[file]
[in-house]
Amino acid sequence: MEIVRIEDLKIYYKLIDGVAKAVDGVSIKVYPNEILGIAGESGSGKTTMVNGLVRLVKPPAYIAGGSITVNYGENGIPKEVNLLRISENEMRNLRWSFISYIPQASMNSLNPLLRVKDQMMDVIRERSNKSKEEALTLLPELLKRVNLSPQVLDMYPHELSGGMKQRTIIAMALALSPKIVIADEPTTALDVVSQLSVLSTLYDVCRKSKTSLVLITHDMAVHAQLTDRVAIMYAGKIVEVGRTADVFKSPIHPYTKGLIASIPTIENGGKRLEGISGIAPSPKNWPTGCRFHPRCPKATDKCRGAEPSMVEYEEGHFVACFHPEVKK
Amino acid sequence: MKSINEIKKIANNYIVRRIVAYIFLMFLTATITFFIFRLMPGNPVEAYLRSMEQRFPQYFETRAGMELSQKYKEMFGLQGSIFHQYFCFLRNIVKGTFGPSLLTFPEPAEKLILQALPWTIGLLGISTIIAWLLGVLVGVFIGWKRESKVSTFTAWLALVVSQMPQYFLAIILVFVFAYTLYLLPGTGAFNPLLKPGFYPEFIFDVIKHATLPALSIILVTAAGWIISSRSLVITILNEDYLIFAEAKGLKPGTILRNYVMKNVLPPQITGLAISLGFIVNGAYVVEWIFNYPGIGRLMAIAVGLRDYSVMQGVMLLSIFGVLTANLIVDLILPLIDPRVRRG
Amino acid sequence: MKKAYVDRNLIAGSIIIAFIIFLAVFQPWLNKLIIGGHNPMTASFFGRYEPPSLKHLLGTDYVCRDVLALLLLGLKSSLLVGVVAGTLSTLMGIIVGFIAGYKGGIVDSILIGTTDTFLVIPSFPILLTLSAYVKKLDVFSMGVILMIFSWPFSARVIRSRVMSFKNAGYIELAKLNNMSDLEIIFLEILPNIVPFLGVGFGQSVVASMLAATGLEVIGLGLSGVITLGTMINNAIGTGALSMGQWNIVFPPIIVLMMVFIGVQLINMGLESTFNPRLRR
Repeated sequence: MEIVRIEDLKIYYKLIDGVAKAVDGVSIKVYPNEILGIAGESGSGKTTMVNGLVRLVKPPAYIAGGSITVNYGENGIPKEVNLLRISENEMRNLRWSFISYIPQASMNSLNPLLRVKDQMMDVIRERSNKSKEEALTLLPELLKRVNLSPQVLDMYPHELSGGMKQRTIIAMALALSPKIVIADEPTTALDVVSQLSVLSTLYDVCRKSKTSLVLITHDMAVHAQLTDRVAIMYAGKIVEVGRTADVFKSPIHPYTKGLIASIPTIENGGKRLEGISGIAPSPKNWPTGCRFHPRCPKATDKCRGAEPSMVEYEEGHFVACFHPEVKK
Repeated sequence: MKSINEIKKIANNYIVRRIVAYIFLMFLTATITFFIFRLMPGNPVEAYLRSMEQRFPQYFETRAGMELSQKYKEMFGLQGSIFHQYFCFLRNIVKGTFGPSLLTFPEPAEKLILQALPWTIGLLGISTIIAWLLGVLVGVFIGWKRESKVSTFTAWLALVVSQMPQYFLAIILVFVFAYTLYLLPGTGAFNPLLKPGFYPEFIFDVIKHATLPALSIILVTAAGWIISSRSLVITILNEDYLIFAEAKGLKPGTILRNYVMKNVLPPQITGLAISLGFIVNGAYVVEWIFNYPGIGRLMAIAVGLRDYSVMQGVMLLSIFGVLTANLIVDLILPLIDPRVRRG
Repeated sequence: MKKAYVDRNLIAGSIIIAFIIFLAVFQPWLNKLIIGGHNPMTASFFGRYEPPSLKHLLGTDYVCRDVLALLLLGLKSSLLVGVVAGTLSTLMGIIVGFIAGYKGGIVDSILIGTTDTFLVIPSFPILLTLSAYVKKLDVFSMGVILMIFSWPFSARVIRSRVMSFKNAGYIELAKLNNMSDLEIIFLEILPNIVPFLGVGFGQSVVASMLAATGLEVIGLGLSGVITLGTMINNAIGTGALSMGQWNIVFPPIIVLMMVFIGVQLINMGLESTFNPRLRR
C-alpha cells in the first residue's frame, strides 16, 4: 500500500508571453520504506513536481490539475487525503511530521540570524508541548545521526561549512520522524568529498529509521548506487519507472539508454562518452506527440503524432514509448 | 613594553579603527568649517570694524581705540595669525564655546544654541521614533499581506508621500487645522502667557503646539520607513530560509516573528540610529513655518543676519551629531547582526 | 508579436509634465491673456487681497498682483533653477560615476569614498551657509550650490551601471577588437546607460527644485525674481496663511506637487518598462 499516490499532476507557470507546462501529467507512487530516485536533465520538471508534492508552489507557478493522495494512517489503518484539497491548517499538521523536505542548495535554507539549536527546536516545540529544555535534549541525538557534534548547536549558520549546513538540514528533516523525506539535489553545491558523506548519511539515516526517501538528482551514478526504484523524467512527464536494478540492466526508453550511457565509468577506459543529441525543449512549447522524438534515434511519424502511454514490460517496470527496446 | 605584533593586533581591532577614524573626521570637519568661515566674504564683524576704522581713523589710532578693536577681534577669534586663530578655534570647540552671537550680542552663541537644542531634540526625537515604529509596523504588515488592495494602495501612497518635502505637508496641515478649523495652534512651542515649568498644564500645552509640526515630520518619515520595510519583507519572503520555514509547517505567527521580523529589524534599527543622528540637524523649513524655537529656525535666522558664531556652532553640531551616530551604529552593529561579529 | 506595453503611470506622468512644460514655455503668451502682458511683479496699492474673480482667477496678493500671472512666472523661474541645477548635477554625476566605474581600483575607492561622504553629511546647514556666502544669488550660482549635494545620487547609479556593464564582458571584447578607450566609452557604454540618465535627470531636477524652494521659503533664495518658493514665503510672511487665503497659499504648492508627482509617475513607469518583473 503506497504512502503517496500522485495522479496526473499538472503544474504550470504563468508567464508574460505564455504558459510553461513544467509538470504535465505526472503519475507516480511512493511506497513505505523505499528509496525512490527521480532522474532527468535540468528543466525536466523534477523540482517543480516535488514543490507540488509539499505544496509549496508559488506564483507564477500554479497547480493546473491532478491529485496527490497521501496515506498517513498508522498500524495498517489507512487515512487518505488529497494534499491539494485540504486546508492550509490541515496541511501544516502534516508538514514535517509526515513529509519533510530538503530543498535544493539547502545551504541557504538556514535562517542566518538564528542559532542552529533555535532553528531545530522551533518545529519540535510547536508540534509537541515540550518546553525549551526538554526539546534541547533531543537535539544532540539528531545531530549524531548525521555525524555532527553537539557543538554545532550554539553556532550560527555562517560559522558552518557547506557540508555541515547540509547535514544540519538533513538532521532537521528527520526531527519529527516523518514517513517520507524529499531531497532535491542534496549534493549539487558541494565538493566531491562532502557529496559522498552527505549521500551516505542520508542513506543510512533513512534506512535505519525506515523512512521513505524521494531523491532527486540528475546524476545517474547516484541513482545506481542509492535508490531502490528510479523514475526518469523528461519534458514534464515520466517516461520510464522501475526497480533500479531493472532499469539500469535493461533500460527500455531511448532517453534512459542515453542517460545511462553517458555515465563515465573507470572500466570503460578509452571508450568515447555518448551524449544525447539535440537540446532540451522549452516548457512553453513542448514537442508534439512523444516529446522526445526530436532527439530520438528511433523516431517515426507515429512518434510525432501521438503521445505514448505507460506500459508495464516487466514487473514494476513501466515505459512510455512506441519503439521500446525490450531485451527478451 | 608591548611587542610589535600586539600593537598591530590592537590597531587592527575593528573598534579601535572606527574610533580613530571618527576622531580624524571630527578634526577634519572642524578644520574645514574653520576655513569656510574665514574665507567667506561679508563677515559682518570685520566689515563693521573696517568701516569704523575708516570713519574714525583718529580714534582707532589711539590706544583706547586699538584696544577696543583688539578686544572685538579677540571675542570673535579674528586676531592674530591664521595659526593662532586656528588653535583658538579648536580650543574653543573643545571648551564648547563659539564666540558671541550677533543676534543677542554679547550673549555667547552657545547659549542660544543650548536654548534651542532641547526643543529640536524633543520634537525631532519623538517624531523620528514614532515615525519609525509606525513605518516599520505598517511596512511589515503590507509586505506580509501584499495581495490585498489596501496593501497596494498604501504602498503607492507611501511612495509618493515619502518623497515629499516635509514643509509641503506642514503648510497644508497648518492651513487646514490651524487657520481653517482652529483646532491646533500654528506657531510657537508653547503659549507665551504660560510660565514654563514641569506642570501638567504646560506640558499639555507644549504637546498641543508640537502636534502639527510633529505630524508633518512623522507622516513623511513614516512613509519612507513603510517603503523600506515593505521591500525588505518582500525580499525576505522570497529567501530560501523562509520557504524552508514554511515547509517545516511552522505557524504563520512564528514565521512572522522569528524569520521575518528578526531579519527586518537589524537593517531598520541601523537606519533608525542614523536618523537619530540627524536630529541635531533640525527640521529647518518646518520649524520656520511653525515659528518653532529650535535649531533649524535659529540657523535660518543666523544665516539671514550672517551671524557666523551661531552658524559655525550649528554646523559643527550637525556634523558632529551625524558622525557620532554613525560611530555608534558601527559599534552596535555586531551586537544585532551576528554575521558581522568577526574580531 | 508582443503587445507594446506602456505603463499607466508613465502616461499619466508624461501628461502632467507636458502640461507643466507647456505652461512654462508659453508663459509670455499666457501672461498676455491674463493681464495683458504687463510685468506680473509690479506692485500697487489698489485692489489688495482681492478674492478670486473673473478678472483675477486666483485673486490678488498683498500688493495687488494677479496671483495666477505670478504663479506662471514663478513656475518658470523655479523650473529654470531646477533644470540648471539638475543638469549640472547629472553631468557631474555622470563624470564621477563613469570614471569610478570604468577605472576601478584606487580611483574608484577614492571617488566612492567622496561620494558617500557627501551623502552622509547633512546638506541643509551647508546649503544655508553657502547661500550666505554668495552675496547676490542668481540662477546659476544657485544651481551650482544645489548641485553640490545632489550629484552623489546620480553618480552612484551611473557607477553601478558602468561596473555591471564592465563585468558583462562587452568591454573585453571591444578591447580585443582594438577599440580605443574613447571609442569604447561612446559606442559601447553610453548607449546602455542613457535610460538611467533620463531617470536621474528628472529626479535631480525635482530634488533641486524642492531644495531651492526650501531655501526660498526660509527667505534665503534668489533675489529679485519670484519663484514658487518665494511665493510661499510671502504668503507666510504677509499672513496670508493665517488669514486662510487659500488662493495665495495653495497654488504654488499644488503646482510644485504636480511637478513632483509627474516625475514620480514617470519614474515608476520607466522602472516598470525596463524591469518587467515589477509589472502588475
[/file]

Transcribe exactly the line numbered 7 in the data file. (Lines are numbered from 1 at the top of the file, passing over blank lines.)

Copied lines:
Repeated sequence: MKKAYVDRNLIAGSIIIAFIIFLAVFQPWLNKLIIGGHNPMTASFFGRYEPPSLKHLLGTDYVCRDVLALLLLGLKSSLLVGVVAGTLSTLMGIIVGFIAGYKGGIVDSILIGTTDTFLVIPSFPILLTLSAYVKKLDVFSMGVILMIFSWPFSARVIRSRVMSFKNAGYIELAKLNNMSDLEIIFLEILPNIVPFLGVGFGQSVVASMLAATGLEVIGLGLSGVITLGTMINNAIGTGALSMGQWNIVFPPIIVLMMVFIGVQLINMGLESTFNPRLRR